Saturday, August 20, 2011
If you see a big plume of smoke anywhere outside of the North River Road Fire area, call 9-1-1.
Most of the fire suppression activity has moved away from the road as fire crews penetrate deeper into the burned area.
Yesterday, fire investigators said the roadside fires that ignited the North River Road Fire on Thursday afternoon were caused by a vehicle traveling in the northbound lane of Interstate 5. The vehicle sprayed sparks onto roadside grass, which spread fire to nearby blackberry thickets and other flammable fuels. The type of vehicle, the owner of the vehicle, and what specifically caused the sparks are unknown.
Out-of-area structural fire protection crews and engines were released from the North River Road Fire late yesterday, and are returning to their home units this morning.
Friday, August 19, 2011
A second fire west of the city of Rogue River, next to Foothill Blvd., is contained at 2.5 acres.
North River Road is closed to the public between the city of Rogue River and Twin Bridges Rd. Residents who were advised to evacuate from their homes yesterday have been allowed to return. At least 25 homes were threatened by the North River Road and Foothill Blvd. fires.
No homes burned in the fires, but three outbuildings and one vehicle were destroyed. No injuries have been reported.
The cause of the fires, which broke out after 4:00 p.m. Thursday, is being investigated. A series of fires started along the edge of Interstate 5’s northbound lane between mile markers 45 and 48.
Thursday, August 18, 2011
The fires were reported at 4:20 p.m. today.
Structural fire engines from many fire departments in Jackson and Josephine counties responded to the fire, along with engines, bulldozers, helicopters and airtankers from the Oregon Department of Forestry’s Medford and Grants Pass units.
More than 200 firefighters are working tonight to complete a fireline around the blaze, and to protect homes and other structures. A few outbuildings are known to have burned, but no injuries have been reported.
Residents in the fire area along North River Road were advised to evacuate. An evacuation center is located at Rogue River Elementary School. North River Road remains closed in the fire area.
Call (541) 776-7338 for information about the evacuation center and road closures.
People who burn debris, whether in piles or in burn barrels, may be cited for failing to comply with the fire prevention regulations currently in effect. If a wildfire is caused by debris burning, the responsible party may be billed for fire suppression costs.
Details on fire prevention restrictions that are in effect are available online at www.swofire.oregon.gov, and from the following ODF unit offices:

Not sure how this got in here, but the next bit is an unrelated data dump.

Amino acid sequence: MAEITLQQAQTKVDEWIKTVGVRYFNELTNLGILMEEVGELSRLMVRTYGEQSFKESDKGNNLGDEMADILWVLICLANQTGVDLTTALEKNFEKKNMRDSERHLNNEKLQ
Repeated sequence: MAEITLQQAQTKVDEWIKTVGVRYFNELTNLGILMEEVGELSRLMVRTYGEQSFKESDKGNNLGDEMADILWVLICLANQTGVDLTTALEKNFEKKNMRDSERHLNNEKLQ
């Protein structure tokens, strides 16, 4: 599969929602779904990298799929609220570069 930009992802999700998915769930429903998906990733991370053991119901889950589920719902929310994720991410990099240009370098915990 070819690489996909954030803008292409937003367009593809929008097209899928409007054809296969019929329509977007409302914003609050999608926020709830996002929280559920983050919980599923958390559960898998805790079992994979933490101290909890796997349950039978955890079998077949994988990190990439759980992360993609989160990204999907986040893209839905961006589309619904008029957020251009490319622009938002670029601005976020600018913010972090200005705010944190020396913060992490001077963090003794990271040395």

Wednesday, August 17, 2011
Two hours later, firefighters responded to a wildfire that was also in the Upper Applegate Road area, 1/4 mile from the earlier fire. The second fire was determined to have been caused by firebrands from the earlier fire.
Three helicopters dropped water from buckets onto the second fire while engine crews and other firefighters, assisted by the bulldozer from ODF's Medford Unit, constructed fireline around the fire's edge. By nightfall, the fire had been significantly cooled down, and a Jackson County Community Justice crew completed the fireline and continued mopping up hot spots. The Community Justice crew left the fireline at 3:30 a.m. today.
The second fire was contained at 2 acres.
Crews will be working on these fires today, continuing to mop up up remaining hot spots.
Other ODF engine crews will continue to mop up slash piles that burned west of Trail on Tuesday. The cause of the fires remains under investigation.
Tuesday, August 16, 2011
Four of the fires were reported at 6:48 a.m. today. The fifth was discovered a couple hours later. Six ODF engines, bulldozers from the Medford and Grants Pass units, a fireline-digging crew, and the Medford Unit's small helicopter are working to construct fireline around the fires and mop them up.
The cause of the fires is under investigation.
Monday, August 15, 2011
For further details, see the Southwest Oregon District's fire statistics page.
Why has this fire season had so few fires? Why have so few acres burned? The reasons are:
- A wet spring and early summer
- Cooler than normal summertime temperatures
- Few thunderstorms
While moderate temperatures are forecast for the coming week, the vegetation continues to dry out, and this means fires can start easily in grass and brush, and spread quickly. Please continue to use extreme caution in wildland areas to prevent wildfires.